Thornton and Pandrea stipulated to dismiss Thornton's claims against Pandrea on May 21, 2014. Id., Dkt. 1-9. On June 30, 2014, the State Court entered its Amended Judgment awarding Clark $41, 530.17 jointly and severally against Thornton and his attorney/wife, Val Thornton. Id., Dkt. 1-10. The award was granted to Clark as the prevailing party and included sanctions against Thornton and his wife based on the State Court's conclusion that Thornton brought the case frivolously because his 1998 Warranty Deed both referenced Clark's easement for the Driveway Piece and did not include the Well Piece. The State Court held Thornton and his wife had not been candid with the Court and should have produced the deed, instead of waiting for Clark to produce it, to resolve the case much sooner. Dkt. 9-8, p. 8. The $41, 530.17 Amended Judgment was recorded with the Bonner County Recorder the same day it was entered, on June 30, 2014. Dkt. 9-3. Thornton filed a Notice of Appeal with the Idaho Supreme Court the same day. Dkt. 9-4. Mrs. Thornton also filed a Motion to Intervene in order to appeal the award of sanctions against her. Dkt. 9-6.

         Before the appeal was decided, but after Clark recorded her Amended Judgment of $41, 530.17 against Thornton and his wife, Defendants Kenneth and Deanna Barrett purchased Clark's property and Clark assigned her rights in the state court action to them. On August 4, 2014, the State Court substituted the Barretts in Clark's stead and entered an order assigning the Barretts Clark's right to collect the Amended Judgment. Dkt. 9-5. The substitution was also approved by the Idaho Supreme Court. Dkt. 9-8, p. 8.

         Pandrea subsequently quitclaimed the Well Piece to Thornton on October 23, 2014. Dkt. 9-7. The Barretts thereafter made several attempts to execute on their Amended Judgment, and, though they obtained partial satisfaction, were still owed $17, 779.74 as of February 18, 2016. 2:17-cv-00367, Dkt. 1-21. On February 26, 2016, the Barretts obtained a Writ of Execution permitting a Sheriff's sale of the Well Piece. Id., Dkt. 1-22.

         While the Barretts' collection efforts were proceeding, the Thorntons' appeal was pending before the Idaho Supreme Court. After the Sheriff's sale of the Well Piece on April 26, 2016, Thornton filed a “Motion to Set Aside the Sale of Exempt Homestead Property.” Id., Dkt. 1-24. In his Motion, Thornton claimed a number of irregularities with the Sheriff's sale-the same errors Thornton asserts in the instant suit-including that the Well Piece was sold in violation of his homestead exemption on the Property, that the Barretts did not object to his claimed homestead exemption, and that he had tendered payment of the full amount authorized on the Writ of Execution prior to the sale but that the Barretts and the Bonner County Sherriff refused to accept it. Id. The Barretts filed an objection to Thornton's motion pursuant to Idaho Appellate Rule 13(b) because the matter was then pending on appeal, depriving the State Court of jurisdiction to rule on the Motion to Set Aside Sale. Id., Dkt. 1-29. When the State Court set a hearing date for Thornton's Motion to Set Aside Sale, the Barretts also filed an Opposition to Thornton's motion. Id., Dkt. 1-33.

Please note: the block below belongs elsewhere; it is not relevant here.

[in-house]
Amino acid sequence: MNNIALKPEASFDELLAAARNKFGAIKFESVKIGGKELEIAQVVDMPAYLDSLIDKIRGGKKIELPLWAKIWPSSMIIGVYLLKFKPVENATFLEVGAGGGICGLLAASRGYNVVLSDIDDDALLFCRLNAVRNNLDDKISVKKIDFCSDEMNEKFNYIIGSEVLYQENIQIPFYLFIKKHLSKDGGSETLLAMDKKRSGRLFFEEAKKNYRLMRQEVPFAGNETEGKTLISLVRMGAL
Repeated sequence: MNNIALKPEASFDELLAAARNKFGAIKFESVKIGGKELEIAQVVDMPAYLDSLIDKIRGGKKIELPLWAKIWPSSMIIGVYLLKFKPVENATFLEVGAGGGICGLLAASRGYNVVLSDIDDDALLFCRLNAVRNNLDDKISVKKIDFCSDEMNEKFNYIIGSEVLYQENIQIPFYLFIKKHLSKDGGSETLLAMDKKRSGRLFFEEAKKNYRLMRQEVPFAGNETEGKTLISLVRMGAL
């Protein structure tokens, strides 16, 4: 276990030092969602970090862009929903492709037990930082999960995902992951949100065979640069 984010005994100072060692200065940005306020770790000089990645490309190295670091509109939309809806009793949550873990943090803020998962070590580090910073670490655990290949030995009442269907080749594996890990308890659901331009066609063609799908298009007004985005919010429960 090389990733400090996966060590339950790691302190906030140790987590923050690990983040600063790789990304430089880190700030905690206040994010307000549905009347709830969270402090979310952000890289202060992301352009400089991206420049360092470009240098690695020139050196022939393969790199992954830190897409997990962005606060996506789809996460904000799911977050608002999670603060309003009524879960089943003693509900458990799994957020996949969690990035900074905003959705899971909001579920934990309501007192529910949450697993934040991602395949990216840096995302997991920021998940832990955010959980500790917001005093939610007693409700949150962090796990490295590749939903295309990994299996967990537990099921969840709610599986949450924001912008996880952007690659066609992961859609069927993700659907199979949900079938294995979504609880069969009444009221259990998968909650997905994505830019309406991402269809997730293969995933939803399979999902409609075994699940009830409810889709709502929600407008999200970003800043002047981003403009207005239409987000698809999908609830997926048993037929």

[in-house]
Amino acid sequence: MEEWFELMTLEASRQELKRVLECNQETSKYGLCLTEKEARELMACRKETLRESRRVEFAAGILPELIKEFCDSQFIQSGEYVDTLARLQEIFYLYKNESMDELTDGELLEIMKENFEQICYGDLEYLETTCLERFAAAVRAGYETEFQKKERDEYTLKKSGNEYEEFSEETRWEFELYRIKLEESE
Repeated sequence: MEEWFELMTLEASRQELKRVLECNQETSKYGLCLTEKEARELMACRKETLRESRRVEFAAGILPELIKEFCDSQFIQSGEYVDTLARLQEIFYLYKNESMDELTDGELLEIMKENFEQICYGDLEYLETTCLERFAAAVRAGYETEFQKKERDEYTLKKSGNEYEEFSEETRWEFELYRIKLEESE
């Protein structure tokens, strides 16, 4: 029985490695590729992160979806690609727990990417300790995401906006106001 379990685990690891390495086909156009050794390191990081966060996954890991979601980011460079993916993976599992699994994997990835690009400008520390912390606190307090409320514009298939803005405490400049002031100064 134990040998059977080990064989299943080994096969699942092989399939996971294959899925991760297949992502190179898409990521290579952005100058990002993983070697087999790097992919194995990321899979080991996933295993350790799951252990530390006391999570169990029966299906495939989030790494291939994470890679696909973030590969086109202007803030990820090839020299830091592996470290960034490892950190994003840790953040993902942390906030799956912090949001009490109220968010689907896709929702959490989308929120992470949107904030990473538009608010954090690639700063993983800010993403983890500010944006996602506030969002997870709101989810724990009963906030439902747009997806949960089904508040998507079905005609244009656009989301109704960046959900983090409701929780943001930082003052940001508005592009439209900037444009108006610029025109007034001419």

In their Opposition, the Barretts challenged each of the purported defects Thornton claimed warranted setting aside the Sherriff's sale. Specifically, Thornton failed to submit a claim of homestead exemption after being served with the Writ on April 2, 2016, and instead relied on a Claim of Exemption he had provided to the Sheriff two years earlier when a previous writ had issued in the state court action.[4] Further, because Thornton failed to submit a claim of exemption within two weeks of issuance of the Writ, as required under Idaho Code section 11-203, the Barretts had no notice of Thornton's alleged claim of exemption and could not object to it. Id. Finally, the Barretts argued Thornton could not claim a homestead exemption for the Well Piece because Thornton did not acquire the Well Piece until October 23, 2014, when Pandrea quit claimed her interest in the Well Piece to Thornton. However, the Amended Judgment was recorded four months earlier, on June 30, 2014. Under Idaho Code section 55-1005, a homestead “is subject to execution or forced sale in satisfaction of judgments obtained . . . [b]efore the homestead was in effect, and which constitute liens upon the premises.” Idaho Code § 55-1005. As such, even if the Well Piece could be considered part of Thornton's homestead, it was nonetheless subject to a forced sale since the Amended Judgment was obtained and recorded before Thornton owned the Well Piece, and thus, before the homestead exemption could have come into effect.